The 174 cubic Inch Corvair engine is the largest bore that can be safely achieved (in our opinion) without machine work to engine block or heads as with big bore engines. These engines use a full-fin cylinder and is bored to our specifications by Clark’s Corvair.
We are planning to bore the small rod end to use a .90 pin to use the 2.8 GM V6 Piston. This piston pin block requires machining for some clearance issues for the crankshaft.
Our original design was to take the Corvair Piston and have enlarged to that bore (3.5439 in) using better alloys and designs that today’s engines use. The reaction of the Corvair community was mute as they usually wont buy anything not made or endorsed by a major Corvair vendor. We have the design and quotes together for the manufacture of this piston in Forged or cast, but we will not act until we get enough orders to justify such an outlay.
The GM 2.0 and 2.8 piston are not that much different except the 2.8 piston has a slightly larger piston pin block and has to be shaved. The GM 2.0 is almost perfect for the Corvair except that it has the low compression dish.
V6-173 2.8L 3.5039(IN) 89.0(MM) COMP HT: 1.578 PIN DIA: .9055 Offset, Flat Top
L4-121 2.0L 3.5039(IN) 89.0(MM) COMP HT: 1.578 PIN DIA: .9055 Offset, Dish Top, 2.250” dia. head recess .155” deep.
We are starting the project with the lowest HP engine possible based on what we had. This initial engine is to prove the piston/cylinder combination. This 174 ci engine has -6mm dished pistons and has the same rod pin size as the Corvair (.8002) and using non-machined 110 heads . This will make the effective CR around 8.4:1 and should be able to use lower grade fuels in higher ambient temps (summer). We will replace these dished pistons and heads with non-dished (flat pistons) and machined heads (step removed) for a higher horse/CR engine.
24 Nov 15
Engine is built, installed and running in the 61 Loadside and is strong to be a low compression engine, but I didnt get the increase in HP due to the low compression. The EFI system was installed with the Cubic inches and timing increased 6 degrees but still allows regular fuel without pinging. Very satisfied with low-end torque but missing the peppiness of a higher compression engine and the rule is still correct…. nothing replaces cubic inches.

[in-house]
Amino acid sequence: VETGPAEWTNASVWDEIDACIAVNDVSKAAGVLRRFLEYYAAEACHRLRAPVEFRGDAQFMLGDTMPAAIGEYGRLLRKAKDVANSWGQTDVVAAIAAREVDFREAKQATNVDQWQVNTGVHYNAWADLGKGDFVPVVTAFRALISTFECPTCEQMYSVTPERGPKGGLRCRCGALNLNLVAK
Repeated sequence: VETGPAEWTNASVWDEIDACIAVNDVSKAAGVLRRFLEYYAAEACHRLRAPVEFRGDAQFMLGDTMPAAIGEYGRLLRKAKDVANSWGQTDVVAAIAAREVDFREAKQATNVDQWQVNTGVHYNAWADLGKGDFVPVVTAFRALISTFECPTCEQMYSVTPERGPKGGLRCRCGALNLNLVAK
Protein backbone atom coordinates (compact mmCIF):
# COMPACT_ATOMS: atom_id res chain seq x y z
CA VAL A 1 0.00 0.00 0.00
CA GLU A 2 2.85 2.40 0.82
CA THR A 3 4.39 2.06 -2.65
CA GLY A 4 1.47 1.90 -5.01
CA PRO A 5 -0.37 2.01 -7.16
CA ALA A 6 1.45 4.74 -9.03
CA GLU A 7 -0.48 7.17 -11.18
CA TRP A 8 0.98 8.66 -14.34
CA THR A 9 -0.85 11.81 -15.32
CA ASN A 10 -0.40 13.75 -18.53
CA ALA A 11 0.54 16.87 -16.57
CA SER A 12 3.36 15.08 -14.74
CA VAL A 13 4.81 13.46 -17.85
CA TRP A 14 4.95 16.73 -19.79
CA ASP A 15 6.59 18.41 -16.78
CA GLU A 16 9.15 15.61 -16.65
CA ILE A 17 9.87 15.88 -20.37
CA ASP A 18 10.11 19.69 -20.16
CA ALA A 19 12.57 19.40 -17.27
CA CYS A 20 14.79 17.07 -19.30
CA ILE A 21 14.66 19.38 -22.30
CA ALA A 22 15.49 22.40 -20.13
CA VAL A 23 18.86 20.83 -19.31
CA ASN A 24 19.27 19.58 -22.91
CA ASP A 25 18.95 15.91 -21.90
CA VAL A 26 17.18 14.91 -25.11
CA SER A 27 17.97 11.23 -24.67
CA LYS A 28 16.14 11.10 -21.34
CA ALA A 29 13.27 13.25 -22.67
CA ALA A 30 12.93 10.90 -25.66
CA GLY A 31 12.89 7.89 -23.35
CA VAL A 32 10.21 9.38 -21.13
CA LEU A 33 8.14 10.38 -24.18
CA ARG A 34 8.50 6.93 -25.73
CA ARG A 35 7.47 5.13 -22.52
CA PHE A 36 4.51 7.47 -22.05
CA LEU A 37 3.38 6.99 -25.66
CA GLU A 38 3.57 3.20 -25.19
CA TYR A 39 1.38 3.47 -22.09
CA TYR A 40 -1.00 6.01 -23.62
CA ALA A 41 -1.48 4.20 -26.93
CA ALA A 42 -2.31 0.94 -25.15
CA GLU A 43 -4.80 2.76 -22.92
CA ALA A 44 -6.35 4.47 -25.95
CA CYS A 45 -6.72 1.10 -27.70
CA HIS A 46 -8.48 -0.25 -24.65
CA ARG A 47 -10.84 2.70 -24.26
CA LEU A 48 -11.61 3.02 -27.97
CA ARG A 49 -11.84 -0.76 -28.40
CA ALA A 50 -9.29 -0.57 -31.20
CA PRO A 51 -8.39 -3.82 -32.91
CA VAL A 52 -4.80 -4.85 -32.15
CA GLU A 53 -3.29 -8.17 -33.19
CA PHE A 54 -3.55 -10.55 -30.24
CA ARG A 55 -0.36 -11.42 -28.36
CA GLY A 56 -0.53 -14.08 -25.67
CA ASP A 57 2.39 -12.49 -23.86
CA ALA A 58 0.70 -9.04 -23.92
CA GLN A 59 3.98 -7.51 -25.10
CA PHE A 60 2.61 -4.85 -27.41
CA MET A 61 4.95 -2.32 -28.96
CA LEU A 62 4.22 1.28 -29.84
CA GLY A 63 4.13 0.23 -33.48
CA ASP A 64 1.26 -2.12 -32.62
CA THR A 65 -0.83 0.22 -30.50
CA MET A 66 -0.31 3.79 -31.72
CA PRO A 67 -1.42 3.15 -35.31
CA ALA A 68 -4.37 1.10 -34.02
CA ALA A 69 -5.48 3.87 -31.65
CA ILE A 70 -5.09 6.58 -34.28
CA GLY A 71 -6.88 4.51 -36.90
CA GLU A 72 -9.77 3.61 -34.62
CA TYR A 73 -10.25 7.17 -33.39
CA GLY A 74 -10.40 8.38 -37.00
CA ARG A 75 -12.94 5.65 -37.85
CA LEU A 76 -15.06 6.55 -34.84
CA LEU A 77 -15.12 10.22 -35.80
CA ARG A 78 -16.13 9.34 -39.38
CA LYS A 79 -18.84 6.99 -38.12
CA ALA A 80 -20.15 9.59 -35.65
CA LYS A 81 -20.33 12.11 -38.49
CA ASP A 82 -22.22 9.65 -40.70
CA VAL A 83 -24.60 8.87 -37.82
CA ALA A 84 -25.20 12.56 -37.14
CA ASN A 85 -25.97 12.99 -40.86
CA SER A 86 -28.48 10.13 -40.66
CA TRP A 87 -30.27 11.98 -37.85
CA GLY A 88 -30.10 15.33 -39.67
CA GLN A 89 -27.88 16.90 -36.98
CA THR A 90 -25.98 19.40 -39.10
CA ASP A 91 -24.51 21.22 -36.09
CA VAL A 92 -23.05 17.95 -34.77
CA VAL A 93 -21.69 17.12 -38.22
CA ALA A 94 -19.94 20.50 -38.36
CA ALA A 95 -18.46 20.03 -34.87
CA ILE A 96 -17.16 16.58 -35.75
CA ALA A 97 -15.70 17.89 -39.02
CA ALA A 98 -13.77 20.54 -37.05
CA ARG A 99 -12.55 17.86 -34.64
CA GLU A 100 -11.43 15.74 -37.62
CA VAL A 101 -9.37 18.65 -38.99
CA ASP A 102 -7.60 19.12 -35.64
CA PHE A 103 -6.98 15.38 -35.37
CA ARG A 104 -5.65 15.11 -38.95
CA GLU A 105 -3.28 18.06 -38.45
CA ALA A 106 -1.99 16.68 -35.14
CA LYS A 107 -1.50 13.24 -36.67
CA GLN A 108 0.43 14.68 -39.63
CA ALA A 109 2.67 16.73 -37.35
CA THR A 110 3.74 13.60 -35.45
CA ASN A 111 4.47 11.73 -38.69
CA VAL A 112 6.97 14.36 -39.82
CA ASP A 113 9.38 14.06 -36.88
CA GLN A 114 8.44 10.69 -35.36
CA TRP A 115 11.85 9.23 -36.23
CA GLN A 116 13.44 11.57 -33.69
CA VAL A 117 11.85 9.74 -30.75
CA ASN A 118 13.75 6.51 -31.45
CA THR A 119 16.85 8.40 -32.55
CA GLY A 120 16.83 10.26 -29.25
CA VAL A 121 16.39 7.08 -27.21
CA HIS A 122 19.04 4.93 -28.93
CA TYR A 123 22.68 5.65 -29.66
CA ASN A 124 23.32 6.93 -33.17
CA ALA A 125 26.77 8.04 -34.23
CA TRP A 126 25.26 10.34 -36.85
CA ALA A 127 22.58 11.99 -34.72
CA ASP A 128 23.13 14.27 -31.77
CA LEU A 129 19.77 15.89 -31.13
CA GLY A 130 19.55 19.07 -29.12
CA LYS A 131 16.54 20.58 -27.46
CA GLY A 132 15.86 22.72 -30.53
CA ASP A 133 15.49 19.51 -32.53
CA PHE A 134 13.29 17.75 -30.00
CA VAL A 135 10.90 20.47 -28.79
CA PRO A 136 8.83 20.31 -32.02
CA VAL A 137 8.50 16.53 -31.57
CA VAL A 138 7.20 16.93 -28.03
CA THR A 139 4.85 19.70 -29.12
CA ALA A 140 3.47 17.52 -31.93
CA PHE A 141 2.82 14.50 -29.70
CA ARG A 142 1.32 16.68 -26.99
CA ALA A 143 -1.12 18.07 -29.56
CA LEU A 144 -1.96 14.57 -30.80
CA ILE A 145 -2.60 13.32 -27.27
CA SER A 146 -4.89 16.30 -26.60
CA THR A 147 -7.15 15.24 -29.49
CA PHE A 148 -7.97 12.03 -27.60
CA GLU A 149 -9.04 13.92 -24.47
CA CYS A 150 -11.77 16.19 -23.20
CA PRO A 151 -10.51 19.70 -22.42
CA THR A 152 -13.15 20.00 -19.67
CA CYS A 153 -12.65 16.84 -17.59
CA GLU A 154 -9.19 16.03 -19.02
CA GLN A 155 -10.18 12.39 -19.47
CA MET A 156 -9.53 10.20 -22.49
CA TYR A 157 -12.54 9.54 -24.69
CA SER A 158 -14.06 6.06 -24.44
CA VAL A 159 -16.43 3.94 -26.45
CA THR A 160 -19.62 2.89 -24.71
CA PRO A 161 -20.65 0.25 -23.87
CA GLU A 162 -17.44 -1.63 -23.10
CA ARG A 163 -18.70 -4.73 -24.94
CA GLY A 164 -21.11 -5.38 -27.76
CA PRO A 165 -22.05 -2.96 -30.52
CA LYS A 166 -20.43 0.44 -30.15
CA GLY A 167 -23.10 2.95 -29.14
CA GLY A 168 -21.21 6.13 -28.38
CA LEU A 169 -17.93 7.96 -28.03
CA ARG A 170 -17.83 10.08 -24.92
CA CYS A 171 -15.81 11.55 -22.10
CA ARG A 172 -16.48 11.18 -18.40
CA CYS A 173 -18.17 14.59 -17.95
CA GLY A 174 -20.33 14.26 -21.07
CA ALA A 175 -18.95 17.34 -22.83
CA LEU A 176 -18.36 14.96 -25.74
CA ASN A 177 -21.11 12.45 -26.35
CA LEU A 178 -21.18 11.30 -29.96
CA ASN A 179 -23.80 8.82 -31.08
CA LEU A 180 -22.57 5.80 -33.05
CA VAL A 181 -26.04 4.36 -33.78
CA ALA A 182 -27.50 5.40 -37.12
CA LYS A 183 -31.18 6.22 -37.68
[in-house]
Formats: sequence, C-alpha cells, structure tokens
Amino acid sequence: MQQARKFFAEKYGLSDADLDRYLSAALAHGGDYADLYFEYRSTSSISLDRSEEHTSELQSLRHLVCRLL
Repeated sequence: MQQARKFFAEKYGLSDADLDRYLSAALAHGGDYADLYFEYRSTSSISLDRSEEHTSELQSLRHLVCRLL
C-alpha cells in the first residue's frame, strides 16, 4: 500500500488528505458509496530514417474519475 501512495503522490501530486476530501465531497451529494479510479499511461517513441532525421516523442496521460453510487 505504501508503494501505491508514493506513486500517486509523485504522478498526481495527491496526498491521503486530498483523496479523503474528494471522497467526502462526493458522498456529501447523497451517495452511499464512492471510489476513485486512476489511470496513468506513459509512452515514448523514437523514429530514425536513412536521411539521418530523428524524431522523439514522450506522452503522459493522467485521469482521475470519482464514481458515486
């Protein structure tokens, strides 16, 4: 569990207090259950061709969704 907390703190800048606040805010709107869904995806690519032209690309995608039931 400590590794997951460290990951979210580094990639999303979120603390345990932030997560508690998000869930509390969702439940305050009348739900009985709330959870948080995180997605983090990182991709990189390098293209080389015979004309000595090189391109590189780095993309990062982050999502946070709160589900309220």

15 Dec 2015
Low compression piston have been pulled since the modified rods arrived that will accept the GM V6 pistons. These flat top pistons provide about 9.4:1 CR without any head work. Timing had to be retarded from the low compression pistons, but a notable increase in HP is present. The next upgrade will be heads with the step removed to improve burn performance. Were only at 500 miles into the project and will be a daily driver until it proves itself as dependable or one of those cool rods are hanging outside the case.
1 June 2017
Engine is still running without a hitch. Has been taken off the road for a new paint job and will be returned to service as our work truck by 1 August 2017. I had 3 serious inquiries into the 2.9L project, but far from the 20 commits I needed before dropping $7000 for pistons. One piston has a small bit of slap due to tight pin, but our only worry was boring the Corvair connecting rod to .900″ from .8002″ to accept the larger pin of the 2.8 oversized pistons. Clarks Corvair bored the full-fin set of cylinders and was of excellent quality and are performing well. At the 25000 mile mark, and nothing has came through the side yet???…. but its a Loadside automatic, so not much drag racing here.
Engine is still going strong with the new injection system (2nd Generation) and may be the last update as nothing really has changed. There is interest in having the pistons made, but not enough the warrant a large cash outlay by me, Clarks should have picked up on this project as it the only way to increase the cubic inches of the Corvair without the outlay of thousands in machine work. Remember, this is half way to a 3.1 L engine, so for the “naysayers” to say its not enough to warrant the cost makes so since as the parts are actually cheaper than currently available Corvair Pistons. The GM V6 Pistons, 1 mm over seem fine, but boring the rod might be dangerous on a high performance engine and dont want to be responsible for destroying an engine. Might be a better way forward to make new rods that support the .900 rod end, but I see rod modifcations (new) costing more than the pistons. I am happy with the engine, so that is where it stops unless someone else picks it up. A big thanks to Ed Kelly for his help and advice on this project.